Glen Garry Scotch Whisky

Disclosure: Some earlier blog posts contain commission links. Rest assured that these links never influenced my reviews. However, over the course of five years, I earned just short of 35 quid. So, I've given up with all that malarkey now.

Well, this is a new discovery for me. Having mostly concerned myself with old Leith blends over the last few years, old school brands hailing from Glasgow blenders and bottlers haven't been on my radar.

However, whilst searching on the various auction sites for relevant drams for the recent Leith Whisky Trail focussing on those pesky Pattison brothers, I noticed a litre bottle of Glen Garry from the early 1980s with the words 'Oban Distillery' on the label. It was duly purchased on the basis that Robert and Walter were directors, along with three others, of The Oban and Aultmore-Glenlivet Distilleries Ltd in 1898.

And what a cracking old blend this was! So, I picked up another. This time, a 75cl (or thereabouts) bottle from the 1970s and equally as delicious. Let's open The Schweppes Guide to Scotch and dig a little deeper...

John Hopkins & Company Ltd dates back to 1874 when it was established by - yep, you guessed it - John Hopkins. He was joined by his brother Edward and his cousin; also called Edward. Not confusing at all. And this brand - Glen Garry - was first registered four years later in 1878.

In 1896, the company built Speyburn Distillery in Rothes. Then, in 1916, the Distillers Company Ltd acquired the company making it a subsidiary and in doing so, also brought Tobermory Distillery, acquired by John Hopkins in 1888, into The Evil Empire (ah, you know I'm only joking).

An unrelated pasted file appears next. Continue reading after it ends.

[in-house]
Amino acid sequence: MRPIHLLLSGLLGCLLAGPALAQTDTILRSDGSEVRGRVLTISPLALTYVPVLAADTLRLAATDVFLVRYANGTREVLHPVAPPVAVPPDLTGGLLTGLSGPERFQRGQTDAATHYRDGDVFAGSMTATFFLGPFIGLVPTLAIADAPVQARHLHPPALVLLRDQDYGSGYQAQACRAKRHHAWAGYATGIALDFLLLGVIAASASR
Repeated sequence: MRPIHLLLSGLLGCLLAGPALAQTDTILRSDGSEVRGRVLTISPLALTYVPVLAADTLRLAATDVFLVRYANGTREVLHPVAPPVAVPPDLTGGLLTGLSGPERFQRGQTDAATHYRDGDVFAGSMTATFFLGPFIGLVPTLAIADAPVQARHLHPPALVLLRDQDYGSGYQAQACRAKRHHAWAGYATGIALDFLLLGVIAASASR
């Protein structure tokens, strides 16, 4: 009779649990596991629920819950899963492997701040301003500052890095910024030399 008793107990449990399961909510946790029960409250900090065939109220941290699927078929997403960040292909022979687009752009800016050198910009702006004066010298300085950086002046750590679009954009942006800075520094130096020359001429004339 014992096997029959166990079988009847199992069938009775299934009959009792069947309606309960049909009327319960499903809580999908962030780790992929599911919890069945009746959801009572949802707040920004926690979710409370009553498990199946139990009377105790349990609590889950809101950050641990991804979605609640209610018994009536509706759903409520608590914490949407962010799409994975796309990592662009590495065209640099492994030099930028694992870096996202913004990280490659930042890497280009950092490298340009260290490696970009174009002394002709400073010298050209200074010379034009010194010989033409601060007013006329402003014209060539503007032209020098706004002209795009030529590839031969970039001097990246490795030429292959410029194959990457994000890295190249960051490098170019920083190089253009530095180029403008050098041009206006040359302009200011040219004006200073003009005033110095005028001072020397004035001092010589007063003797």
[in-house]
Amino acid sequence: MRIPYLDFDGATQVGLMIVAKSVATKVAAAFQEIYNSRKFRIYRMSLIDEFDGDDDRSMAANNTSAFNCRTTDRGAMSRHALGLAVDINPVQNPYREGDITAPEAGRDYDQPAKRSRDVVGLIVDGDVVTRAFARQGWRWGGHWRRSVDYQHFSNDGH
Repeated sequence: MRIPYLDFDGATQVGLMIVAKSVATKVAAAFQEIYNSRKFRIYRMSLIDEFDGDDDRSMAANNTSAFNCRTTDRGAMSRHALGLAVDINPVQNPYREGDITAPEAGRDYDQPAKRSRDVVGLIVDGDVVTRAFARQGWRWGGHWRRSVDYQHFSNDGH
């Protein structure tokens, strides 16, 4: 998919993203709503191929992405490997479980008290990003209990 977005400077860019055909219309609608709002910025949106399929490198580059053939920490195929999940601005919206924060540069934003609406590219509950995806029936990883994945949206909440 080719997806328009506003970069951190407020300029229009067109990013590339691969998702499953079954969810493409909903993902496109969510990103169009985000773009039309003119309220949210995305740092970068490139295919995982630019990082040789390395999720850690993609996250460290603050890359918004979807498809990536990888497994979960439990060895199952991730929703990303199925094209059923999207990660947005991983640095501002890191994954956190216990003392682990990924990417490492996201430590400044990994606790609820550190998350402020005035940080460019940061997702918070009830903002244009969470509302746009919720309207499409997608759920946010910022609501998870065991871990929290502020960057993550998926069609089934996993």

The running of Oban Distillery, acquired by DCL in the 1930s, became the responsibility of John Hopkins & Co and hence why its name appears on the label.

During the 1950s and 1960s, John Hopkins & Co was also the licensee for Glen Elgin and Longmorn distileries as well as St Magdalene Distillery in Linlithgow. The latter explains why some of these blends now go for a fair sum at auction. With the prices of whisky on the secondary market continuing on an upward trajectory, the cost of a bottle from a lost distillery is out of reach for the vast majority of enthusiasts. But these blends are now probably still the only affordable way to try these whiskies of yesteryear. "For how much longer though?" is the question I keep asking myself.

But back to Glen Garry. Which is a real place by the way; just south of Loch Garry. And just north of Loch Lochy, which sounds far funnier. And if you have no idea where either of those are, it's about 30 miles north of Ben Nevis. But back to the whisky. What's it like? In short, delicious. But for those of you who'd like more tasting notes than that, read on.

GLEN GARRY SCOTCH WHISKY (1970s) - 70 PROOF

Nose: initial notes of red apple with a slight off milk note in the background (which sounds dreadful but it strangely isn't); throughout there's a damp, wooden floor note - if there's an 'old' smell, this might be it; there's a hint of aniseed followed by lemon cake and pencil sharpenings; the juxtaposition between fresh, lively aromas mixed with old, well-worn notes is quite unusual.

Palate: there's a creamy texture; plenty of white chocolate notes together with vanilla fudge; this is quite sweet to start; there's a slight hint of cinnamon  followed by notes of red apple, lemon bon bons and lemon icing; this is much more balanced on the palate than the nose; there's a hint of fresh ginger on the finish which is quite drying and also quite short.

Overall: Well worth the 50 or so quid I paid for this at auction. Look out for these wee gems and get bidding. Just not against me though.

Fancy joining us on the Leith Whisky Trail to try some more old whisky of yesteryear? Book your place here: BOOK NOW. If you can't make any of these dates in July or August, feel free to get in touch and we'll see what we can arrange: CONTACT US.

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